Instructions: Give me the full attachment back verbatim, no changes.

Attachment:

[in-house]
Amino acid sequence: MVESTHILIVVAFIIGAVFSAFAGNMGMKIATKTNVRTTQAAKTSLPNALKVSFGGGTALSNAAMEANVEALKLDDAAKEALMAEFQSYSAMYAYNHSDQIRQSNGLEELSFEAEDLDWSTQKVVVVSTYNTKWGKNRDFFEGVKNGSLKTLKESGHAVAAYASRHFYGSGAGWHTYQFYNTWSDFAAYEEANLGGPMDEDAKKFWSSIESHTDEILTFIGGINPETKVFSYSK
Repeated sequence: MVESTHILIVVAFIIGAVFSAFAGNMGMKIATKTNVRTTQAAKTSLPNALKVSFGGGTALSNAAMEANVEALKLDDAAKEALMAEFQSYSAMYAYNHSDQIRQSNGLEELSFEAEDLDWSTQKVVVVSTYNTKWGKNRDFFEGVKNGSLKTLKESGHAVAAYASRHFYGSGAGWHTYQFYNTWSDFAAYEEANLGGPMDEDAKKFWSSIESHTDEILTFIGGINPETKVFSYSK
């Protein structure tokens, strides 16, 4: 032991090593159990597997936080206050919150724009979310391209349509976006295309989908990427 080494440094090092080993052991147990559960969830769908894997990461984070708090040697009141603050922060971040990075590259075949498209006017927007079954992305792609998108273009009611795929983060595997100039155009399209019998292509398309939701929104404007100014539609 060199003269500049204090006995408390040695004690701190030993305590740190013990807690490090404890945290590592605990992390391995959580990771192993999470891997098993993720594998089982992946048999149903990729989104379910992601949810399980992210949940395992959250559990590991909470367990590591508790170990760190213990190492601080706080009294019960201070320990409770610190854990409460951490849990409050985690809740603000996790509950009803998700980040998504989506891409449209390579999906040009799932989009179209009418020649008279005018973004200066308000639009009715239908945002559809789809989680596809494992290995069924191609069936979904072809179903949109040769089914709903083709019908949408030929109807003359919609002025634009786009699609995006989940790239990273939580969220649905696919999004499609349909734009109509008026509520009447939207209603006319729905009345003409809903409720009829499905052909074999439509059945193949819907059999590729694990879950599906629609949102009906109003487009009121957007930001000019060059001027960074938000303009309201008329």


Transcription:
[in-house]
Amino acid sequence: MVESTHILIVVAFIIGAVFSAFAGNMGMKIATKTNVRTTQAAKTSLPNALKVSFGGGTALSNAAMEANVEALKLDDAAKEALMAEFQSYSAMYAYNHSDQIRQSNGLEELSFEAEDLDWSTQKVVVVSTYNTKWGKNRDFFEGVKNGSLKTLKESGHAVAAYASRHFYGSGAGWHTYQFYNTWSDFAAYEEANLGGPMDEDAKKFWSSIESHTDEILTFIGGINPETKVFSYSK
Repeated sequence: MVESTHILIVVAFIIGAVFSAFAGNMGMKIATKTNVRTTQAAKTSLPNALKVSFGGGTALSNAAMEANVEALKLDDAAKEALMAEFQSYSAMYAYNHSDQIRQSNGLEELSFEAEDLDWSTQKVVVVSTYNTKWGKNRDFFEGVKNGSLKTLKESGHAVAAYASRHFYGSGAGWHTYQFYNTWSDFAAYEEANLGGPMDEDAKKFWSSIESHTDEILTFIGGINPETKVFSYSK
């Protein structure tokens, strides 16, 4: 032991090593159990597997936080206050919150724009979310391209349509976006295309989908990427 080494440094090092080993052991147990559960969830769908894997990461984070708090040697009141603050922060971040990075590259075949498209006017927007079954992305792609998108273009009611795929983060595997100039155009399209019998292509398309939701929104404007100014539609 060199003269500049204090006995408390040695004690701190030993305590740190013990807690490090404890945290590592605990992390391995959580990771192993999470891997098993993720594998089982992946048999149903990729989104379910992601949810399980992210949940395992959250559990590991909470367990590591508790170990760190213990190492601080706080009294019960201070320990409770610190854990409460951490849990409050985690809740603000996790509950009803998700980040998504989506891409449209390579999906040009799932989009179209009418020649008279005018973004200066308000639009009715239908945002559809789809989680596809494992290995069924191609069936979904072809179903949109040769089914709903083709019908949408030929109807003359919609002025634009786009699609995006989940790239990273939580969220649905696919999004499609349909734009109509008026509520009447939207209603006319729905009345003409809903409720009829499905052909074999439509059945193949819907059999590729694990879950599906629609949102009906109003487009009121957007930001000019060059001027960074938000303009309201008329």